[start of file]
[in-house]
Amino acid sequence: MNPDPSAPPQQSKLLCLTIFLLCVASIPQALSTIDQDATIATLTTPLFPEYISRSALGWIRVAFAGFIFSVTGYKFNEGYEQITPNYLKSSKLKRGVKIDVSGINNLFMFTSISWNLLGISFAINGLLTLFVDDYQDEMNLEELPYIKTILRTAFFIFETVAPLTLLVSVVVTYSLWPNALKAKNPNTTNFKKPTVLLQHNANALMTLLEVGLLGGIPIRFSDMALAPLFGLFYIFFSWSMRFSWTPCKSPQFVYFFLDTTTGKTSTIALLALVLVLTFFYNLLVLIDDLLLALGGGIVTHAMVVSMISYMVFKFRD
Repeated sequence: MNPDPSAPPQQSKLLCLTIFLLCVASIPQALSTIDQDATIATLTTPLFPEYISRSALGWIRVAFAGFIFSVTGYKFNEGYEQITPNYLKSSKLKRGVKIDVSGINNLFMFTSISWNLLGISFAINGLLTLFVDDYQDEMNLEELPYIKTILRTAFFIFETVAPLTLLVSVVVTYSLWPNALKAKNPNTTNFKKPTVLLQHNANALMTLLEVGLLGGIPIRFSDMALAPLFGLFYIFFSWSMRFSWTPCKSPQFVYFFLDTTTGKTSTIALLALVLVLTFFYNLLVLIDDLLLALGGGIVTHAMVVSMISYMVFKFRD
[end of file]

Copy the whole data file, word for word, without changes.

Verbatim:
[in-house]
Amino acid sequence: MNPDPSAPPQQSKLLCLTIFLLCVASIPQALSTIDQDATIATLTTPLFPEYISRSALGWIRVAFAGFIFSVTGYKFNEGYEQITPNYLKSSKLKRGVKIDVSGINNLFMFTSISWNLLGISFAINGLLTLFVDDYQDEMNLEELPYIKTILRTAFFIFETVAPLTLLVSVVVTYSLWPNALKAKNPNTTNFKKPTVLLQHNANALMTLLEVGLLGGIPIRFSDMALAPLFGLFYIFFSWSMRFSWTPCKSPQFVYFFLDTTTGKTSTIALLALVLVLTFFYNLLVLIDDLLLALGGGIVTHAMVVSMISYMVFKFRD
Repeated sequence: MNPDPSAPPQQSKLLCLTIFLLCVASIPQALSTIDQDATIATLTTPLFPEYISRSALGWIRVAFAGFIFSVTGYKFNEGYEQITPNYLKSSKLKRGVKIDVSGINNLFMFTSISWNLLGISFAINGLLTLFVDDYQDEMNLEELPYIKTILRTAFFIFETVAPLTLLVSVVVTYSLWPNALKAKNPNTTNFKKPTVLLQHNANALMTLLEVGLLGGIPIRFSDMALAPLFGLFYIFFSWSMRFSWTPCKSPQFVYFFLDTTTGKTSTIALLALVLVLTFFYNLLVLIDDLLLALGGGIVTHAMVVSMISYMVFKFRD